Ask Peter: Last-minute entertaining
I like asking people to dinner last minute — it seems more fun and relaxed when expectations aren’t raised by a long-standing invitation. I would love to hear of some dishes that you make just using pantry/freezer ingredients that would be nice to assemble for guests? What are some things you always keep on hand to turn ordinary dinners into something special, last minute?
The must-haves I always have in my pantry include tins of coconut milk, chopped peeled tomatoes, chickpeas and other beans (borlotti/ cannellini/ flageolet, etc), along with risotto rice, couscous and pasta. In the vege basket there are always lemons, onions and garlic, and in the freezer chillies and ginger (both of which freeze really well).
I also always buy a good sized bag of lime leaves and a large bunch of lemongrass and freeze what I don’t use immediately. Olive oil, fish sauce, soy sauce, miso paste and parmesan are always in the fridge or pantry and then of course I have spices such as cumin, fennel and coriander seeds, star anise and cinnamon.
Armed with the above you can create many dishes - simply by buying some veges, and if you’re having it, meat or fish. Starting with a carb for the meal - it might be as simple as couscous mixed with a little olive oil, lemon zest and basil or parsley. This can be made in 15 minutes with almost no effort. Otherwise you might want to make a simple parmesan risotto, or some pasta.
Vegetables are where you can work wonders, offering a salad of tomatoes, cucumber and lots of mint tossed with olive oil and lemon juice, as well as some steamed or wok-fried shredded veges tossed with grated ginger and chopped chillies. Another carb might be chunks of kumara and sliced red onions tossed with cumin, unpeeled halved cloves of garlic and olive oil — roasted until really caramelised (a handy hint is to line the roasting dish with baking paper which will make it easier to wash afterwards). By blanching broccoli and whizzing it up into coarse crumbs, and adding it to the couscous you can manage to offer carbs and veges at the same time.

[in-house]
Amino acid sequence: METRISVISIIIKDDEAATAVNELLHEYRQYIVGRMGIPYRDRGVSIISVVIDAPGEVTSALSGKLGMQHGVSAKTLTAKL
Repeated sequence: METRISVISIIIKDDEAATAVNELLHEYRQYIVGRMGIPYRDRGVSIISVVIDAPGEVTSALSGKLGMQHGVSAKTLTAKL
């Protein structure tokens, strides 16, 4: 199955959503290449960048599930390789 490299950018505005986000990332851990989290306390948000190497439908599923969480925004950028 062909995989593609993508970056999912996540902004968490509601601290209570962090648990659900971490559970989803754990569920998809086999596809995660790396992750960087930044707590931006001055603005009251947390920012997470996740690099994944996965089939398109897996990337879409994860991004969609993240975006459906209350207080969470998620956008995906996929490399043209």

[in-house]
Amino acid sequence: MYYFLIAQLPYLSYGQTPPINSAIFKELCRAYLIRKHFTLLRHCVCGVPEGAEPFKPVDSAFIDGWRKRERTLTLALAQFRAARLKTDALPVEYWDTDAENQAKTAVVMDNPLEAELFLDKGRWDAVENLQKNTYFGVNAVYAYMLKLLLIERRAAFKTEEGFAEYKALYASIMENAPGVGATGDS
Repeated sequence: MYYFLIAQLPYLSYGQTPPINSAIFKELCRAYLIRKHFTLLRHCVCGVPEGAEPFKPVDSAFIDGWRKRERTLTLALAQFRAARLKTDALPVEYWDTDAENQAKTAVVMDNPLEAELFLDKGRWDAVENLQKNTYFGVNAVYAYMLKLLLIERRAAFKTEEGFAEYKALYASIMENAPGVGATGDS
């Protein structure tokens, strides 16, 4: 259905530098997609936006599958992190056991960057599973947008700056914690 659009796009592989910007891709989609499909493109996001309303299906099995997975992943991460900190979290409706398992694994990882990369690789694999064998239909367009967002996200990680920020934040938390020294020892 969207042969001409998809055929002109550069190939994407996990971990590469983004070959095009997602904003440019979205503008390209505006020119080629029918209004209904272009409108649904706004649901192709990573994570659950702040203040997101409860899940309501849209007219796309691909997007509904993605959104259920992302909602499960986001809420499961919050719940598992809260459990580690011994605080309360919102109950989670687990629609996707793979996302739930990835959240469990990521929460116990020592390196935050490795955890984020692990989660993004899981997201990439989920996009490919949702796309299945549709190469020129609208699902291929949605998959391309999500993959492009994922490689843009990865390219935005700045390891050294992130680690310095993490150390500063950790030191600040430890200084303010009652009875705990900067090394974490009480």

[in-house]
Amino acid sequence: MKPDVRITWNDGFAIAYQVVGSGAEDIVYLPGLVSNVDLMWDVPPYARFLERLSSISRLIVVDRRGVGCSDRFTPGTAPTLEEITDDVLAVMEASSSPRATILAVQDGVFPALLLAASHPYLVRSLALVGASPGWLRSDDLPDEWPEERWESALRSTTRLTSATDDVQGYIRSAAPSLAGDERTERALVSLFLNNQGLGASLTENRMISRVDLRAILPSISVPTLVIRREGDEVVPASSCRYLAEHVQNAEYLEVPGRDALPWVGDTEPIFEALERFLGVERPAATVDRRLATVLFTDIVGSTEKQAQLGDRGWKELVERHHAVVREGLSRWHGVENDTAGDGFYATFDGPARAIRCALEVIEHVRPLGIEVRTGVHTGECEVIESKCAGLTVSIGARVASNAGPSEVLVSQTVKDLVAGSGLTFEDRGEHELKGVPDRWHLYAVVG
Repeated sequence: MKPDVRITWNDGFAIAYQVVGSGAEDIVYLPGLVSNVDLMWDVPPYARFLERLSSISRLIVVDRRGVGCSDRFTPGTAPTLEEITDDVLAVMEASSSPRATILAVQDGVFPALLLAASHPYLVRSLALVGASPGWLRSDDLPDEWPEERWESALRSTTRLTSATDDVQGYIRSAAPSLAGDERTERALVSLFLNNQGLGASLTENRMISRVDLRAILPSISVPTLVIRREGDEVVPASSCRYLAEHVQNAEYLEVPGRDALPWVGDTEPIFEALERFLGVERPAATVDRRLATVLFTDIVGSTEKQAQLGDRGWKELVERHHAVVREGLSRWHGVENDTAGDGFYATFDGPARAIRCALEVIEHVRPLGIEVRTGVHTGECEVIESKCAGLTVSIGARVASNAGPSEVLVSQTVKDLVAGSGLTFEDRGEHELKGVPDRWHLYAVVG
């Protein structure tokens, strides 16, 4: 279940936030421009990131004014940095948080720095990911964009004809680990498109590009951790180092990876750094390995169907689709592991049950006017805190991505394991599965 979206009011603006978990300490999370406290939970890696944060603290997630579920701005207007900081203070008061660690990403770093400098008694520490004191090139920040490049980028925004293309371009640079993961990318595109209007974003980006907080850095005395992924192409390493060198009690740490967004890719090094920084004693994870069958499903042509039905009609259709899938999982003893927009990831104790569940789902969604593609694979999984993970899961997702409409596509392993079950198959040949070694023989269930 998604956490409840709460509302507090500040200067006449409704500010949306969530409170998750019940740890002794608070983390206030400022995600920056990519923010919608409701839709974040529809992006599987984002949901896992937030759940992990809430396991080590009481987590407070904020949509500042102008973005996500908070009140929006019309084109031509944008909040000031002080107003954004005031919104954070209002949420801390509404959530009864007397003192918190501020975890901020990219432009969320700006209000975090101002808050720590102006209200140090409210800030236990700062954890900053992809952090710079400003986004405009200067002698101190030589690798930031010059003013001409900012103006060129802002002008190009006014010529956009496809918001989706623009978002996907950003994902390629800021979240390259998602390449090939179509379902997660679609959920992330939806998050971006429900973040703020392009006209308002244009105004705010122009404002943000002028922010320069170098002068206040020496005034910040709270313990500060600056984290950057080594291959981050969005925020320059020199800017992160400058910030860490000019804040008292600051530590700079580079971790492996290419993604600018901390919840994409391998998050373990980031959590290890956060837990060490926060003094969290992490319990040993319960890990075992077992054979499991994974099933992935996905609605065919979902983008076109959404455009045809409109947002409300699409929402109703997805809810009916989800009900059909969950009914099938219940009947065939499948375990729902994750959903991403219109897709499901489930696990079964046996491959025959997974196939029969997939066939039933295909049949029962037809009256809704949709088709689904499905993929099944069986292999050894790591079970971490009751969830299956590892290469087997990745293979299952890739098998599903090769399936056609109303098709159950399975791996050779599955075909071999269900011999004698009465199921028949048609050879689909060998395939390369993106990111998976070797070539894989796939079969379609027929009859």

If you’re cooking meat or fish, then you’ve got to decide how long you have to prep before buying something. If you’re heading home at 6, with friends coming at 7, then buy some fish steaks or lamb cutlets and marinate them in olive oil, chopped chillies and herbs before roasting or grilling them. If you’re going to have a little longer, then a roast chicken is one of the best meals ever and so long as the chicken is plump and juicy, all you need worry about are a few vege dishes as described above.
If you have three or more hours, then a stew is a great dish, even though it’s warming up, as it’s so simple. Saute sliced onions and garlic (and chilli — always chilli) until caramelised. Add diced meat (beef, lean pork, venison or lamb) and brown a little. Add a few cans of chopped tomatoes and any spices you fancy, add enough water to cover the meat by 2cm and bring to the boil. Turn to a simmer and skim off any foam, then cook, covered for 2 hours. Mix 2 Tbsp miso paste (or use 3 Tbsp soy sauce) with a can or two of cooked chickpeas or beans and add to the meat and cook another hour, stirring occasionally. Taste for seasoning, stir in lots of coarsely shredded parsley and serve.
For pudding, diced fresh fruit, a fabulous gourmet sorbet or ice cream (there are so many in New Zealand) and some chopped roasted nuts on top will have everyone happy.
In our Ask Peter series, executive chef Peter Gordon answers your curly culinary questions. If you're stumped over something food-related, send your question to firstname.lastname@example.org and keep checking in for answers. You can read more on Peter on his website, have a read of his Ask Peter articles or check out his recipes on our site.